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How high will the stock market go?

Sat, 26th Oct 2013 Leave a comment

Chart of the FTSE-100 at 25th October 2013The FTSE and the Dow have continued their rise since the US government extended the deadline for a spending agreement to January, but, in the short term, they are looking a bit toppy. This chart of the McClellan Oscillator suggests a peak is due shortly: recently, any value over 60 seems to indicate that the market is due a correction within the next few weeks. This would fit in with my recent predictions. There are plenty of things that could trigger a dip: the shutdown crisis is only postponed rather than solved and the FOMC still looks like it wants to end Quantitative Easing (money printing). With the us government spending $3 for every $2 it raises in taxes, there is clearly a need for significant spending cuts or tax rises, though it is unlikely that the Republicans would accept the latter. Either way, there is potential for growth to be affected and the stock market to take fright.

In the longer term, this chart of the Cyclically Adjusted Price/Earnings ratio also suggests that the US is looking expensive. Any reading over 20 is indicative that the market is high and ripe for a drop, with the current reading of 23.5 well into that category. Although the CAPE went a lot higher in 1929 and 2000 before the subsequent crashes, these instances were exceptional (with extreme mania) and most peaks occurred in the 20 to 25 range. If we look at the most recent peak (in 2008) the CAPE approached 28 and, at current earnings levels, that would put the Dow at around 18,500 (higher, if earnings continue to rise in the meantime). That would equate to the FTSE at over 8000. It is easy to see the indices reaching those levels with continued cheap money flowing into the stock market from QE and ultra-low interest rates, which make it not very worthwhile keeping money in the bank. I think that may be one of the reasons the Fed is keen to end QE; they don’t want to stoke another bubble, but they are finding it difficult to justify turning off the taps with the recovery still not that strong. I suspect this situation may continue awhile yet and another boom and bust be the result.

Debt ceiling crisis over?

Sat, 12th Oct 2013 Leave a comment

Chart of FTSE-100 at 11th October 2013Well, the FTSE hasn’t gone quite as I predicted a couple of weeks ago, but it did hover around the 6450 level for a few days before dipping below. It is now rebounding after the Republicans offered to do a deal on the debt ceiling and has reached the twenty day moving average. It may pause here briefly before making further gains, possibly reaching 6800, but I still think it unlikely that it will break out of its 6000-6800 range yet. Even if the president accepts the deal, there is still QE taper talk to keep a lid on gains. Realistically, the PotUS has to agree to the Republicans’ offer as they have backed down on Obamacare and have manoeuvred him to where he would be responsible for the default if no deal is done. That deal is only temporary though, to allow for negotiations on more general spending cuts to the budget, which will also give stock markets reason for some trepidation.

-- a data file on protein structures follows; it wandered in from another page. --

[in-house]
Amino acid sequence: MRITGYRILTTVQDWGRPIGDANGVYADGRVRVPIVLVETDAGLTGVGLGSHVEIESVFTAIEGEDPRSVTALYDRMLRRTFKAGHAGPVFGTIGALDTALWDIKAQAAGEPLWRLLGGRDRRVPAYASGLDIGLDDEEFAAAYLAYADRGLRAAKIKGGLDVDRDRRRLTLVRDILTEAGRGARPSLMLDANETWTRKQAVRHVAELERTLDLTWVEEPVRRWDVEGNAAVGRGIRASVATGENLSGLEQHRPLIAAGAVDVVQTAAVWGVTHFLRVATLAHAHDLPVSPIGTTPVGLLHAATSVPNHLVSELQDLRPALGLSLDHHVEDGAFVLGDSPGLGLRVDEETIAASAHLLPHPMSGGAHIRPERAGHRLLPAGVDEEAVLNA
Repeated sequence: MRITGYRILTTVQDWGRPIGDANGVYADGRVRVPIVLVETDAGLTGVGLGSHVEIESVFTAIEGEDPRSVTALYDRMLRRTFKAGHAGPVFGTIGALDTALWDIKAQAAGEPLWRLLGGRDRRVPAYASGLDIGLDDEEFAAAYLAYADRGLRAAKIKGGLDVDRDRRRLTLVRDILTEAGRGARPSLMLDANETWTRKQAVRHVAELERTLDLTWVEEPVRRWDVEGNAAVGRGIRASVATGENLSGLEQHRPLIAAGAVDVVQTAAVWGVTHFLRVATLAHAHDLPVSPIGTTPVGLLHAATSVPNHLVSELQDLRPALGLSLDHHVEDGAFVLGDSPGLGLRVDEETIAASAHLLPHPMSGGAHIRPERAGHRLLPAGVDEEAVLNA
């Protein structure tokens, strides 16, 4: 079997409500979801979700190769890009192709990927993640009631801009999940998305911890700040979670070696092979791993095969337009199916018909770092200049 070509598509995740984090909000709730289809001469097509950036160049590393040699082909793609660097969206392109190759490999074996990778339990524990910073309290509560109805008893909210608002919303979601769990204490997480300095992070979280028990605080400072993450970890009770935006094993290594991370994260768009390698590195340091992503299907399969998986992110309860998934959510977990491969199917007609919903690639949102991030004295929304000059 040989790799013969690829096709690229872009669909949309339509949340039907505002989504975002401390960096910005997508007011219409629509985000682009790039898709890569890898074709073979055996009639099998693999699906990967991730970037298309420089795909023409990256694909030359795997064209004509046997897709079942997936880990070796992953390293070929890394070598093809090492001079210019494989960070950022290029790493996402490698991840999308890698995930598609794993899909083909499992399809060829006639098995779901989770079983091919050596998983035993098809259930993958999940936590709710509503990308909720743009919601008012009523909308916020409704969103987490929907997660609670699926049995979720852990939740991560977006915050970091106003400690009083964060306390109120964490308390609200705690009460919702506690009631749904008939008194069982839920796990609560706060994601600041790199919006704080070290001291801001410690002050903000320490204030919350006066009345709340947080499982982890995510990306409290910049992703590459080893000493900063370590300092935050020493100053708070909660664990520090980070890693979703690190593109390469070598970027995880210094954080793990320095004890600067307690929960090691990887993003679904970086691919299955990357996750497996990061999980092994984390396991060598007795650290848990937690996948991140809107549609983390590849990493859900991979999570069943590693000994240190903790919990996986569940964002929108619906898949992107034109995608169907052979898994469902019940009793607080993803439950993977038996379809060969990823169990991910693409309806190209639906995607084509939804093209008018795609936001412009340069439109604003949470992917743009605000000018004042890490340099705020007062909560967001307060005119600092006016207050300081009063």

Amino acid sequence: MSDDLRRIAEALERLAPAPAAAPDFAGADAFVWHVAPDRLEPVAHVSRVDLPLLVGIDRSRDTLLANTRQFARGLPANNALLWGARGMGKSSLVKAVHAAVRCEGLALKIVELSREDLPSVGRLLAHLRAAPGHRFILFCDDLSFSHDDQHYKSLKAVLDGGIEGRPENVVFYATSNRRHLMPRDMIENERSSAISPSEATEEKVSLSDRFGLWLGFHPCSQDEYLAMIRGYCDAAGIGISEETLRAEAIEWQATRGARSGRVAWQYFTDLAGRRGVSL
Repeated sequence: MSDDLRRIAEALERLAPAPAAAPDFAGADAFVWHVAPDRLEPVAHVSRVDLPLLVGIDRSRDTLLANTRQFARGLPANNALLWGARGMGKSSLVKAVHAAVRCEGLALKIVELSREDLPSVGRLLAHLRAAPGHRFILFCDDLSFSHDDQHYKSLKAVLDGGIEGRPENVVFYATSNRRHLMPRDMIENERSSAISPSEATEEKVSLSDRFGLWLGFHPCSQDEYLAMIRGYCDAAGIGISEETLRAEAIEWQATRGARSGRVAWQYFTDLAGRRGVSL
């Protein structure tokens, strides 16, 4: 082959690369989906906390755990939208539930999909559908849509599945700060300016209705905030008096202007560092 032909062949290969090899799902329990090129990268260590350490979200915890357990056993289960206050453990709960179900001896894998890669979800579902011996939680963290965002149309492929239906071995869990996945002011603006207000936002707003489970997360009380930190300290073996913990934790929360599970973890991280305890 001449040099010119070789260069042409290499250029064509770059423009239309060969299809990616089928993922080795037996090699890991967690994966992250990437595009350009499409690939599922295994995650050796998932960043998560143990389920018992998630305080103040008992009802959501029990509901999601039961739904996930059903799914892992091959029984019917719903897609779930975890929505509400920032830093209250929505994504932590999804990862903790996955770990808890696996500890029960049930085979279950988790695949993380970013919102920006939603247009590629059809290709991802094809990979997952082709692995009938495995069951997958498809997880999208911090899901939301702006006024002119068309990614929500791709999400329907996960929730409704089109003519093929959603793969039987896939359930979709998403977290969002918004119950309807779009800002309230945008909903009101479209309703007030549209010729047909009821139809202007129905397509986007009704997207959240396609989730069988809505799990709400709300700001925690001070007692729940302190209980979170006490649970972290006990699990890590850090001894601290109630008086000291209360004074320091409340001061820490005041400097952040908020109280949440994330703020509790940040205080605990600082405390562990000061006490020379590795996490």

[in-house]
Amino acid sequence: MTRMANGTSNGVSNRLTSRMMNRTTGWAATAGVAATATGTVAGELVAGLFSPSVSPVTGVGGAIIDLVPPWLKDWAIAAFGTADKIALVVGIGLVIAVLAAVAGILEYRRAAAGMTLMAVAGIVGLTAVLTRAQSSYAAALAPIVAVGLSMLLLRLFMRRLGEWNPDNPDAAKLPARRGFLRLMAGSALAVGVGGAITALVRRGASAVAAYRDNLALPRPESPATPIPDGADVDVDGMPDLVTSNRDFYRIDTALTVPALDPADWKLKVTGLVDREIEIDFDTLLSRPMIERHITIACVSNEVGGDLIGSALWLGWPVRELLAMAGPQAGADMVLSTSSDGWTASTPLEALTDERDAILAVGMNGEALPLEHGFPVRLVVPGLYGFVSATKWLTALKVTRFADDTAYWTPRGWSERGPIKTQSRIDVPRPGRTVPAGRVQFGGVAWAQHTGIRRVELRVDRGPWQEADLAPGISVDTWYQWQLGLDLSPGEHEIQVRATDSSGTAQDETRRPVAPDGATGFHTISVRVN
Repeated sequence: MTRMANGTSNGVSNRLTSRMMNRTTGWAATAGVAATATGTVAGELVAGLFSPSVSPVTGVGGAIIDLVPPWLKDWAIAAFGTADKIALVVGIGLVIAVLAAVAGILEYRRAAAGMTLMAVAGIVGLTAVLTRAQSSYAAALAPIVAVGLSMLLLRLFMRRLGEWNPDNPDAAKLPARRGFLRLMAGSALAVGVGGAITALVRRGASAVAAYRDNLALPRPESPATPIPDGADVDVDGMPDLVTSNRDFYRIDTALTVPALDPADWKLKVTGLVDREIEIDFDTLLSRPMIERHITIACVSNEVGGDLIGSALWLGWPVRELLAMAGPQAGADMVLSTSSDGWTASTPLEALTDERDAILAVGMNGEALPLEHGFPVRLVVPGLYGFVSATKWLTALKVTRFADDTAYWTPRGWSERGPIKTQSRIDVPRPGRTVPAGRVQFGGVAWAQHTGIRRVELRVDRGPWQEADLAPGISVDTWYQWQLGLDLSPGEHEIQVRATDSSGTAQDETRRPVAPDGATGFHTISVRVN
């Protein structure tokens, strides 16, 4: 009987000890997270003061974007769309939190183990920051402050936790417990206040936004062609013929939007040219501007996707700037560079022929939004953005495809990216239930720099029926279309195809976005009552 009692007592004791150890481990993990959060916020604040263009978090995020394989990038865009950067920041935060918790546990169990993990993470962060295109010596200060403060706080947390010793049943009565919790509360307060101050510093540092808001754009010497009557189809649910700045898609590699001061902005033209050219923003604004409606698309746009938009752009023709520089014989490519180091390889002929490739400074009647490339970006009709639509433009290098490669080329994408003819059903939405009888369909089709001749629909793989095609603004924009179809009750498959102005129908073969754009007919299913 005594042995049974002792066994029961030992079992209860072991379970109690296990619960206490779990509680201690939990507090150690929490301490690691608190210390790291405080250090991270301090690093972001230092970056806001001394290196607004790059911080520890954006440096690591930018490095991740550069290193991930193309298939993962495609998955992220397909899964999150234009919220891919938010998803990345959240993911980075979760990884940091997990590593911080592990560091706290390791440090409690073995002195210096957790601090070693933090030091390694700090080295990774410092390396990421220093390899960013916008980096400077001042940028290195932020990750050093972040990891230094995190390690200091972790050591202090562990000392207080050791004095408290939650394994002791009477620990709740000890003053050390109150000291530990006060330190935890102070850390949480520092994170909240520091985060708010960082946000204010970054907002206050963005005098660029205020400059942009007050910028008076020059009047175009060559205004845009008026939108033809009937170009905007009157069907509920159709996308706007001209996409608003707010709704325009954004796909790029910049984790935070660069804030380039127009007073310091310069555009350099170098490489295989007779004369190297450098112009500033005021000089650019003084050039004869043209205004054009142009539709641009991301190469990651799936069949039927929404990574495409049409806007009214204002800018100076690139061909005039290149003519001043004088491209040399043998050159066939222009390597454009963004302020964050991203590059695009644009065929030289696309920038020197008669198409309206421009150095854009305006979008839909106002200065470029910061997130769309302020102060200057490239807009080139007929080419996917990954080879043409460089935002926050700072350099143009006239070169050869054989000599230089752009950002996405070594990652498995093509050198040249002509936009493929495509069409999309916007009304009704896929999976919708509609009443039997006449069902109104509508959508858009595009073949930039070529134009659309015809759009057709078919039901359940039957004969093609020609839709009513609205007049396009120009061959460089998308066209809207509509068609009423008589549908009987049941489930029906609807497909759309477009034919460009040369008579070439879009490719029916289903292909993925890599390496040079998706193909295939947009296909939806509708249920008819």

A few weeks ago I forecast the FTSE to return to 6000 in a couple of months, but it looks like that will be put off until the new year. Hopefully, by then, the US budget will be sorted out and the focus will be back on the taper, which everyone has forgotten about for now. Some commentators have been talking about a one-off reduction in QE which doesn’t progress, but the last FOMC minutes still indicated that the Fed wants start the taper this year and to reduce QE to zero next. That would give the stock market plenty to get the jitters about.

Are markets being too optimistic about default?

Sat, 5th Oct 2013 Leave a comment

Chart of Dow Jones at 4th October 2013After reading this article on the WSJ MarketWatch website, I am beginning to think that the chances of a US government default are a lot higher than the market seems to think. When it comes to a Tea Party which is used to getting its way over spending cuts, and the president, who is determined not to give up on his flagship healthcare policy, it seems to me that there is considerable scope for neither side to blink. The stock market still hasn’t really reacted to the shutdown and seems to be completely ignoring the debt ceiling. Shutdowns have happened in the past and don’t normally have any lasting ill-effects, but for the US government to default on the interest and repayments of its bonds would be unprecedented. This is what would happen though, if there is no agreement on raising the debt ceiling, and it would cause a major market upheaval.

It will be interesting to see how jittery the market gets in the run-up to the October 17th deadline. If it doesn’t particularly, then I think we could be in for a sharp downturn.

Categories: Stock Market, Tea Party